Hi im trying to get my starter out can u do a video of the wtisting it out?Just to give others some photos and ideas, I took a perfectly serviceable starter off an 18 HP Briggs & Stratton opposed twin cylinder tonight to show that the engine and flywheel do not have to be removed.
In this photo, one can see that I was originally using lock washers for shims. The lock washers measure .075 thousands.
Note the difference between the two gears. The one on the left had the .075 washers shimming the starter forward. The gear on the right didn’t have any shims and was installed like it was from the factory. The gear on the left has well over 100 starts on it, while the gear on the right only has about 50. Since shimming the gears, they really do last a lot longer. Additionally, the shiny portion of the gear that you're seeing is actually the coast side. I know it looks like the drive side, but the gears are facing the wrong way and are upside down. I can only assume that the flywheel's wearing it as the gear disengages the flywheel. Hey, I'm no master mechanic be sure...
I used an old steel door hinge because I couldn’t find a decent piece of aluminum. It did work nonetheless. The shim I made was .0875 inches thick. Here are photos of my template. I’m still unsure if I’m going to make a new shim that’s .125 inches thick or not. I’ll have to poke with it some more. Here are photos of my template.
Once the bolts are out, the starter simply twists out as long as the wires are cleared out of the way.
After changing the gear, insert the inboard bolt into the starter and slide the entire unit back into place. *Note, one can see the bolt’s really there.
I tried a new method tonight. After jamming the inboard bolt home with a screw driver, I didn’t start the outboard bolt. I simply kept prying with the screwdriver as I turned the bolt with a ½ inch open end wrench. It started right away. I tried this method several times, which is new to me as I used to start the outboard bolt first. Each time I tried it this new way, the bolt started right away. It’s rather simple actually.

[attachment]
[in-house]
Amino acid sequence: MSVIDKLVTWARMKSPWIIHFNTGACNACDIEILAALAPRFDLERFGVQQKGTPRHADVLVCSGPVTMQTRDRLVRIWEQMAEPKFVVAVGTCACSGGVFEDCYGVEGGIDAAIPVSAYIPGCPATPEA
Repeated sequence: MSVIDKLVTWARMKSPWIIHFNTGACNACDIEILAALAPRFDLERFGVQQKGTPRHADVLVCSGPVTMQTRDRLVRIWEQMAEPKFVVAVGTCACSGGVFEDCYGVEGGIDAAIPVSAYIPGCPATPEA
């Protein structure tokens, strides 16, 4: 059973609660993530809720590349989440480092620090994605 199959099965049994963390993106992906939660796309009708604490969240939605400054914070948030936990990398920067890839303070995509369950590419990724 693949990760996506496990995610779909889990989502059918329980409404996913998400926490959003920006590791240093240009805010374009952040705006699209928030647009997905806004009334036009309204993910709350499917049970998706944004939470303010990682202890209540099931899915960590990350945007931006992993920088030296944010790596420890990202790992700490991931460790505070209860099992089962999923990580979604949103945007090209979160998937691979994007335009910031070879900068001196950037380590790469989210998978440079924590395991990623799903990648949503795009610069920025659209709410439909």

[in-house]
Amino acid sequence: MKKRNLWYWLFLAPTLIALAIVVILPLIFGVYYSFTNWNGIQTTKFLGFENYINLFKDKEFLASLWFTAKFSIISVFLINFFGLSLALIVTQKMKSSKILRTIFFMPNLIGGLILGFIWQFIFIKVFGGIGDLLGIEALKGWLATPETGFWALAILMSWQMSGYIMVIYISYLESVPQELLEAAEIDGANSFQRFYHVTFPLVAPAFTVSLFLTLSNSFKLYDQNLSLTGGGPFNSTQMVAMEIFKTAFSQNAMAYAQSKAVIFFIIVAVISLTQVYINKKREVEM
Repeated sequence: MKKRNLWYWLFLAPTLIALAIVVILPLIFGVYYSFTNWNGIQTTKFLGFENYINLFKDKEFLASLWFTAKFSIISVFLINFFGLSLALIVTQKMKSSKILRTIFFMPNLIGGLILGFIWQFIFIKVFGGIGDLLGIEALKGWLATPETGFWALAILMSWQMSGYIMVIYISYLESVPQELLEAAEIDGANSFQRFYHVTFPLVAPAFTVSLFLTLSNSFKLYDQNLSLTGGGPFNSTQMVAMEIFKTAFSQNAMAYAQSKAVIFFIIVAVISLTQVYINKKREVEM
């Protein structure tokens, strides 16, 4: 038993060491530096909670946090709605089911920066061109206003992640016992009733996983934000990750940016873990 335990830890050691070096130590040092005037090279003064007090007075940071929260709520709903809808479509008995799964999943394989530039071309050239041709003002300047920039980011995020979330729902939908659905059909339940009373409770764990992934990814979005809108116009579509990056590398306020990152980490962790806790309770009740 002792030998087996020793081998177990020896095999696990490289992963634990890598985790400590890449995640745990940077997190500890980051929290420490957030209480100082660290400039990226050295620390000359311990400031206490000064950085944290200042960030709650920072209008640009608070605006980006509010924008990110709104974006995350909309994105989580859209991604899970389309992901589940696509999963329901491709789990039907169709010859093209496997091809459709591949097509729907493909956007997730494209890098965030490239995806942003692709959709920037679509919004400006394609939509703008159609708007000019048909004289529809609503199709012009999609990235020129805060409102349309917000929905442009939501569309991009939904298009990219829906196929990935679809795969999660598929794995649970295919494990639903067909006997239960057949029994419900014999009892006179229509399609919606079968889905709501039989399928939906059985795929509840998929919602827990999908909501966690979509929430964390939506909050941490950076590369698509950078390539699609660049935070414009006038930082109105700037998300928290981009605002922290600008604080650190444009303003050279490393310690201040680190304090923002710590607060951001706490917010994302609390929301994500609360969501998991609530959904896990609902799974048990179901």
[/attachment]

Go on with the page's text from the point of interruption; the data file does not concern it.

Once the inboard bolt’s turned in as far as it can go, but still leave room for the shim, I pop in the shim, and start the outboard bolt.
The above set up works far better than messing with washers… It knocked off considerable time because I didn’t play drop the washer, take out starter, and do it all over again for thirty minutes. It was rather simple with the new shim. It still takes about 10 – 15 minutes due to the rear bolt being so time consuming.
I could probably get away with 1/32 – 1/16 additional shimming. In the next photo, I jogged the starter until the gear stayed engaged with the flywheel. I know it’s blurry, but one can see that the gear’s not completely engaging the flywheel. As I’ve stated previously, I’m not sure if I’m going to mess with this set up anymore. I’m currently using the cheap imported gears from Taiwan, and I’m quite impressed with how long they’ve held up. With the shim, the gear’s already lasted for a week's worth of daily use cutting firewood, burning yard waste, and hauling dirt, so this means that the tractor’s started at least 30 times a day. With use like that and no shim, the gears have to be replaced every other day, or at least that’s been my experience. I have to stress this again and again, do not buy the cheap Taiwan gears if you can avoid them. Get the OEM gears from Briggs & Stratton. They're still made in America, and they're considerably more durable! The Taiwan gears I'm using are Stens. It's what the local guy working out of his home's garage carries, so in a pinch that's what I use. Next time I'm simply ordering ten of the OEM Briggs & Stratton gears. They're definitely worth it.
Other thoughts, problems, and things that I've run into:
When changing this style starter, I run across this every so often.
Yes, that’s the bolt I dropped down into the cooling shroud, and wouldn’t you know it that little bugger’s out of my reach! I simply tape old speaker magnets from junk cheap speakers to a stick. In this application, I used an old twisty shaft from a junked stationary bicycle’s speedometer and fished it right out.
I’m supposed to be putting together a sticky thread on this procedure. I hope to be able to get a hold of the new style starter gear return that looks like this. *Note how the spring’s much larger and goes on the outside of the white worm gear looking thing.
The old style has never satisfied me on its ability to proper return the gear after the engine’s been started. *Note how small the spring is and its location.
I’m going to see if I can fit the new style set up on the old type starter. I have a junk starter that volunteered to be my guinea pig.
I’ll keep you posted. This is bolillo_loco reporting from underground radio free Pennsylvania on pirate satellite